If there is no recognised meaning of the term “marriage” when equality is being discussed, it is not possible to identify the nature of the equality in “marriage” that is sought, nor whether such an equality would be possible, or to test whether (or how) redefining the term “marriage” in the Marriage Act is necessary to achieve “marriage equality”.
Some argue that a preference for traditional marriage is foisting a uniquely Christian or religious view of marriage on the country. That is ahistorical. Traditional marriage existed well before Christianity and it has existed in societies which are not and never have been Christian.
What interest has the state in marriage?
Focusing on marriage as a religious institution could also lead to the erroneous view that marriage is a purely personal or private matter of significance only to those persons entering the marital relationship and of no concern to the state. Were that the case it would be difficult to identify any legitimate basis for state involvement in marriage. But Australian law has always dealt with marriage and it was considered so important that it was included in the Constitution.As Justice Kenneth Jacobs observed in Russell v Russell in 1976: “The nurture of children by, and in recognised and ordered relationship with their parents, is thus integral to the concept of marriage as it has been developed as an institution.”
The creation of families and the raising of children are matters of public concern: this recognition of the centrality of procreation to marriage pre-dates Christianity and is assumed in most cultures and religions. It has long been recognised as forming part of the natural law.
Although some marry without the aim of bearing children, or believing that they unable to do so, the majority marry expecting to have at least one child and the majority of married couples do procreate. As Elizabeth Abbott observes in A History of Marriage: “Today as in the past, children – wanted and unwanted – have always been at the heart of marriage.”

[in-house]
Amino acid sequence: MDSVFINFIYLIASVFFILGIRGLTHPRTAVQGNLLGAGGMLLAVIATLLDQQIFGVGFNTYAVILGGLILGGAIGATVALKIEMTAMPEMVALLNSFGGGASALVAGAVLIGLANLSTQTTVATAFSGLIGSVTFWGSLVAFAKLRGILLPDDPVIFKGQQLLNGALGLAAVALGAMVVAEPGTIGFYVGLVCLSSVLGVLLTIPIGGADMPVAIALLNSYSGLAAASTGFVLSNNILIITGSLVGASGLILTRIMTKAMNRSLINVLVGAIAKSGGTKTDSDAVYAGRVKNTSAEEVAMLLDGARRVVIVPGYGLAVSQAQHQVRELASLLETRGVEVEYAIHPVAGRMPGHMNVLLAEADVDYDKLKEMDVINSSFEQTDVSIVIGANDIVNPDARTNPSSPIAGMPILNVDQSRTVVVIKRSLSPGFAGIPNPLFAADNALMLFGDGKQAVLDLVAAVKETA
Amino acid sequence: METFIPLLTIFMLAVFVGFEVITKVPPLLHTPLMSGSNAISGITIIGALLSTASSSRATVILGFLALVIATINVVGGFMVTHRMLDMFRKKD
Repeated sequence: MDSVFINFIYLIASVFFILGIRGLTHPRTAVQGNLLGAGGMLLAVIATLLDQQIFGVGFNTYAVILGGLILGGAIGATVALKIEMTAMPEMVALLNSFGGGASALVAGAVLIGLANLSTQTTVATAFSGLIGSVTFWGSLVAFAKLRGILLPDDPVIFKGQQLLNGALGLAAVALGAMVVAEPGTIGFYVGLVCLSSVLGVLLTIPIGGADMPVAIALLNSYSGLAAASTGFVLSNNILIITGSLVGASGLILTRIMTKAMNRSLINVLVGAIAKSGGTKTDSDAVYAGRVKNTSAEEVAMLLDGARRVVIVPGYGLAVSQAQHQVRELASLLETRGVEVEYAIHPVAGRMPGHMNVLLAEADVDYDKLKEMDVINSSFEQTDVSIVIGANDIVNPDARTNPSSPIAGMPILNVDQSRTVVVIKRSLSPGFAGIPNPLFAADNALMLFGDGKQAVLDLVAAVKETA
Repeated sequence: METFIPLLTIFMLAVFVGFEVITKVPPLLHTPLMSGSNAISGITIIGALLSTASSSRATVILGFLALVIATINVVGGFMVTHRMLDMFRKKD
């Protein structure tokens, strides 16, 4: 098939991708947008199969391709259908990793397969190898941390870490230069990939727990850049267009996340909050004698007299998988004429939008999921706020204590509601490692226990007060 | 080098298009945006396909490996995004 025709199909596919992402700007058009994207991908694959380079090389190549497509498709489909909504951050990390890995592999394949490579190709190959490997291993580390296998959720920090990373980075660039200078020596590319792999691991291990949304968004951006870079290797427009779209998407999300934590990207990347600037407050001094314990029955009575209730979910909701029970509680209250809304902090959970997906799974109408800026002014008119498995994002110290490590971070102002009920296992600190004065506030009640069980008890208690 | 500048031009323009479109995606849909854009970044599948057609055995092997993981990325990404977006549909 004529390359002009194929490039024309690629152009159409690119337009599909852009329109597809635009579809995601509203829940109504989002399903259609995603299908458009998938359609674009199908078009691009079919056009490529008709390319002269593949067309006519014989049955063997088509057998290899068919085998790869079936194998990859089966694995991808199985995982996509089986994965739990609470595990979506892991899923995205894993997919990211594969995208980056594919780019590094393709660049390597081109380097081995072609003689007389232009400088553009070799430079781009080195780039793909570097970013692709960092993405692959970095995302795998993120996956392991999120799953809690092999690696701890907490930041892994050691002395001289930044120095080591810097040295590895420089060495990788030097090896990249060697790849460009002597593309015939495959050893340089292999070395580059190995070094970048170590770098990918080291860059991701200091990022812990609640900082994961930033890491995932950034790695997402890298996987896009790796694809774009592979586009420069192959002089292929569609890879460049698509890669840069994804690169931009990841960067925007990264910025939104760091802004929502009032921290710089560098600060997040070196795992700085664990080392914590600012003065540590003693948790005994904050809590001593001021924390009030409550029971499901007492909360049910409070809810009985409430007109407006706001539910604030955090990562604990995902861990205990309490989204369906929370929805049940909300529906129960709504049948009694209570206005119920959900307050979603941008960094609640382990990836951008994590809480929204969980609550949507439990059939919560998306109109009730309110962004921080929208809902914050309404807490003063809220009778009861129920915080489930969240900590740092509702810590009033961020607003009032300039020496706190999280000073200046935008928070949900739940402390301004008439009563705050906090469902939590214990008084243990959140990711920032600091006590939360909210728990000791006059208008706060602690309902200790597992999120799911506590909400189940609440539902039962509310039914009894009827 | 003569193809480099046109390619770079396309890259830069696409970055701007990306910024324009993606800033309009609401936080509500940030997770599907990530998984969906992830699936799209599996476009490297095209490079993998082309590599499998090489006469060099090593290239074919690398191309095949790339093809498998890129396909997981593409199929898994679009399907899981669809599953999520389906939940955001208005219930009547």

An understanding of marriage as intimately connected with procreation and family has been called a “conjugal view”. It is a view of marriage in which the intimacy between the spouses is inextricably linked with their complementarity as physical, spiritual and emotional beings. Marriage, on this view, is not just friendship or sexual gratification – it is a complete giving by one spouse to the other which, on this view of marriage, is only possible for one man and one woman to give to each other. This is because sexual union between a man and a woman is potentially life giving in and of itself. Only one man and one woman can by their own sexual act conceive children who are biologically associated or related to each.
As traditional marriage has a lengthy pedigree, it has been the subject of large-scale empirical studies for many years. These studies show that statistically traditional marriage benefits both the couples who marry and their children and supports the view that society has an interest in supporting this form of marriage. As a consequence, if the traditional or conjugal view is society’s objective in regulating marriage, it is not discriminatory for the state to consider formally traditional marriages only in the Marriage Act.
Some might argue that this conjugal view of marriage is obsolete. It might be said that the primary focus of marriage now is the happiness of the people getting married, respecting and reaffirming their personal autonomy, equality and choice. If that is so, by what criteria ought the state decide which marriages to recognise and which not to recognise? Why is the state involved in marriage at all? Why does the state care who people love or care for? On what basis ought the state limit marriage to two people?
These are critical questions that are not being asked let alone answered. If they are not answered and marriage is redefined as is sought at present, the motives for the state’s continuing involvement and its exclusion of other forms of marriage will be unclear. In that case those whose marriages remain unrecognised may have legitimate grounds to argue that the new definition of marriage – recognising the most recent form of marriage but leaving unrecognised marriage forms with deep religious, cultural and historical roots – treats them unequally and is discriminatory.
Tradition and empirical evidence support the view that the state continues to have an interest in regulating and supporting traditional marriage. This form of marriage has been shown to benefit the spouses and their children and to provide their children with the statistically best prospects of being cared for and reared in the best possible environment for producing healthy new citizens to ensure the survival of the state.
This remains a compelling interest which is best secured by the preservation of the present definition of marriage in the Marriage Act.